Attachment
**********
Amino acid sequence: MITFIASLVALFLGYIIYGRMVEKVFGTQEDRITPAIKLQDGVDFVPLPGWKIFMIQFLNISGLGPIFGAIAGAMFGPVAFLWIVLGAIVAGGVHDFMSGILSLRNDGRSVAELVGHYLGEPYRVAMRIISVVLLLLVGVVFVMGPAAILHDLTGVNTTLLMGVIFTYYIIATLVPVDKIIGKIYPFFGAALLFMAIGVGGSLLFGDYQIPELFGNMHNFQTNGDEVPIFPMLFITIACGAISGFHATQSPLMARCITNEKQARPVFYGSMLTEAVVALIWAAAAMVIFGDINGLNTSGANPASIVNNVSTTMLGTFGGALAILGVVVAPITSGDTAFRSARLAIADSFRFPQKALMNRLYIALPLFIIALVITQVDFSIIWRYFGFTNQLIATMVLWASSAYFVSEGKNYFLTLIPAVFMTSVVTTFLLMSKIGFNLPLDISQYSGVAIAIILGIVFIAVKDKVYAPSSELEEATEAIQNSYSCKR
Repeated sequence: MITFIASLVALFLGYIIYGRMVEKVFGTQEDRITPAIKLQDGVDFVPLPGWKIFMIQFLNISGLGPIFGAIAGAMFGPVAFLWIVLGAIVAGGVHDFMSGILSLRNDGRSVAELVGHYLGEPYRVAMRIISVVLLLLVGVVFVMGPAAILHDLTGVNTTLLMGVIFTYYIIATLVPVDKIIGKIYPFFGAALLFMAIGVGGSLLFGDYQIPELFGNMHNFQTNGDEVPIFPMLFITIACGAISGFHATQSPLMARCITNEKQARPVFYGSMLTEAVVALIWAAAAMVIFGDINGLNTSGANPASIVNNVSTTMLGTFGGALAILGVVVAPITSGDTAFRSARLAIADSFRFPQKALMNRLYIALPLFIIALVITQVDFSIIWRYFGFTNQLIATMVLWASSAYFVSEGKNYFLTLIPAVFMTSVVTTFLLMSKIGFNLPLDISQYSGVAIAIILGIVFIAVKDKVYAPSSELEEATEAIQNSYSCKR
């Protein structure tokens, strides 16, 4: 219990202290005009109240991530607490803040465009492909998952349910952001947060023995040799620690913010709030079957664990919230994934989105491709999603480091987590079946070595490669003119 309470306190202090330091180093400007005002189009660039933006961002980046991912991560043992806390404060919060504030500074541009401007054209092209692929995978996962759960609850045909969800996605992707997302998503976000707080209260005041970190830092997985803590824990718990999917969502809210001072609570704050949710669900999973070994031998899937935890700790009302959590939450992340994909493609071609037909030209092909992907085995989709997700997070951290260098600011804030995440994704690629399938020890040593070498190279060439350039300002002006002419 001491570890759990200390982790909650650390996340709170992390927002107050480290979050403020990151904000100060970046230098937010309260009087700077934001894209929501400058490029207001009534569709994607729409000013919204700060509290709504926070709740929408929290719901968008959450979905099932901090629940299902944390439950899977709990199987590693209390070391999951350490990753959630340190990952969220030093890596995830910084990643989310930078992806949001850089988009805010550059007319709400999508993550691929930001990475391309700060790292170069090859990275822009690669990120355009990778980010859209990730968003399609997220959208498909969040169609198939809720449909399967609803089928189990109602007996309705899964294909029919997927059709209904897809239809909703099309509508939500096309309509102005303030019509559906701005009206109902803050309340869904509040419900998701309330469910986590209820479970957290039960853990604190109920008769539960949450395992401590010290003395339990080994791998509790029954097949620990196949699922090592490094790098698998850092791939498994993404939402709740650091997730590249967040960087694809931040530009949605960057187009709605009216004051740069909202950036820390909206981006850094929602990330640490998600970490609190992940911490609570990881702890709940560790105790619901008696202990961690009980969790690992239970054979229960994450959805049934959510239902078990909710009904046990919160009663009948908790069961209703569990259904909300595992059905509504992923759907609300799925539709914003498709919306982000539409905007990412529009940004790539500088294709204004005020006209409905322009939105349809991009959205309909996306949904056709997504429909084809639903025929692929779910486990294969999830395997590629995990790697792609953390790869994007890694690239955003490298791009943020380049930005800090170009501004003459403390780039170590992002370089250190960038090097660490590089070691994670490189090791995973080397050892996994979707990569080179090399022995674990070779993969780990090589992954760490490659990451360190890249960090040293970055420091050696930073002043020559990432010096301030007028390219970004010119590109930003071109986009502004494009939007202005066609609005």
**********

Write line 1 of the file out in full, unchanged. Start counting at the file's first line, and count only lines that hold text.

Amino acid sequence: MITFIASLVALFLGYIIYGRMVEKVFGTQEDRITPAIKLQDGVDFVPLPGWKIFMIQFLNISGLGPIFGAIAGAMFGPVAFLWIVLGAIVAGGVHDFMSGILSLRNDGRSVAELVGHYLGEPYRVAMRIISVVLLLLVGVVFVMGPAAILHDLTGVNTTLLMGVIFTYYIIATLVPVDKIIGKIYPFFGAALLFMAIGVGGSLLFGDYQIPELFGNMHNFQTNGDEVPIFPMLFITIACGAISGFHATQSPLMARCITNEKQARPVFYGSMLTEAVVALIWAAAAMVIFGDINGLNTSGANPASIVNNVSTTMLGTFGGALAILGVVVAPITSGDTAFRSARLAIADSFRFPQKALMNRLYIALPLFIIALVITQVDFSIIWRYFGFTNQLIATMVLWASSAYFVSEGKNYFLTLIPAVFMTSVVTTFLLMSKIGFNLPLDISQYSGVAIAIILGIVFIAVKDKVYAPSSELEEATEAIQNSYSCKR